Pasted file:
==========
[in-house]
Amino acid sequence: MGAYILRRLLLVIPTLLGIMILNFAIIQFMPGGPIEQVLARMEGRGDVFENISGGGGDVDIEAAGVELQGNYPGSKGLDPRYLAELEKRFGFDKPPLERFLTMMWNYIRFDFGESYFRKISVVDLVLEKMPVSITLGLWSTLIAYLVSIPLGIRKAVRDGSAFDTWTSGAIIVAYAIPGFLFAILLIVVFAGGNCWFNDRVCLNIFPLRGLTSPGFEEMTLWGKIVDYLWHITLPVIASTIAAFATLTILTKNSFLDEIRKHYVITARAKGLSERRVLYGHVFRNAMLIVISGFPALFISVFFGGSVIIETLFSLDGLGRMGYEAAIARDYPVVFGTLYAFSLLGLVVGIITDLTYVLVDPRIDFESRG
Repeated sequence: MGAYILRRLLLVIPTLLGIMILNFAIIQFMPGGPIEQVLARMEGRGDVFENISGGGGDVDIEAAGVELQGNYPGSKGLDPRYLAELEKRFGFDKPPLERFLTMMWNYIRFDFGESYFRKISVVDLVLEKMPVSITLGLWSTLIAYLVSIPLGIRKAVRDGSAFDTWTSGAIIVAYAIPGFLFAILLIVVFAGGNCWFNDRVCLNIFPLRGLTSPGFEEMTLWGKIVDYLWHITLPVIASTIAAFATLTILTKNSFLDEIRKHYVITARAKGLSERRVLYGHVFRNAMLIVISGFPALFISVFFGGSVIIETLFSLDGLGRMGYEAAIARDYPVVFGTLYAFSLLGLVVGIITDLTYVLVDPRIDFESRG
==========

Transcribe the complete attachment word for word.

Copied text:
[in-house]
Amino acid sequence: MGAYILRRLLLVIPTLLGIMILNFAIIQFMPGGPIEQVLARMEGRGDVFENISGGGGDVDIEAAGVELQGNYPGSKGLDPRYLAELEKRFGFDKPPLERFLTMMWNYIRFDFGESYFRKISVVDLVLEKMPVSITLGLWSTLIAYLVSIPLGIRKAVRDGSAFDTWTSGAIIVAYAIPGFLFAILLIVVFAGGNCWFNDRVCLNIFPLRGLTSPGFEEMTLWGKIVDYLWHITLPVIASTIAAFATLTILTKNSFLDEIRKHYVITARAKGLSERRVLYGHVFRNAMLIVISGFPALFISVFFGGSVIIETLFSLDGLGRMGYEAAIARDYPVVFGTLYAFSLLGLVVGIITDLTYVLVDPRIDFESRG
Repeated sequence: MGAYILRRLLLVIPTLLGIMILNFAIIQFMPGGPIEQVLARMEGRGDVFENISGGGGDVDIEAAGVELQGNYPGSKGLDPRYLAELEKRFGFDKPPLERFLTMMWNYIRFDFGESYFRKISVVDLVLEKMPVSITLGLWSTLIAYLVSIPLGIRKAVRDGSAFDTWTSGAIIVAYAIPGFLFAILLIVVFAGGNCWFNDRVCLNIFPLRGLTSPGFEEMTLWGKIVDYLWHITLPVIASTIAAFATLTILTKNSFLDEIRKHYVITARAKGLSERRVLYGHVFRNAMLIVISGFPALFISVFFGGSVIIETLFSLDGLGRMGYEAAIARDYPVVFGTLYAFSLLGLVVGIITDLTYVLVDPRIDFESRG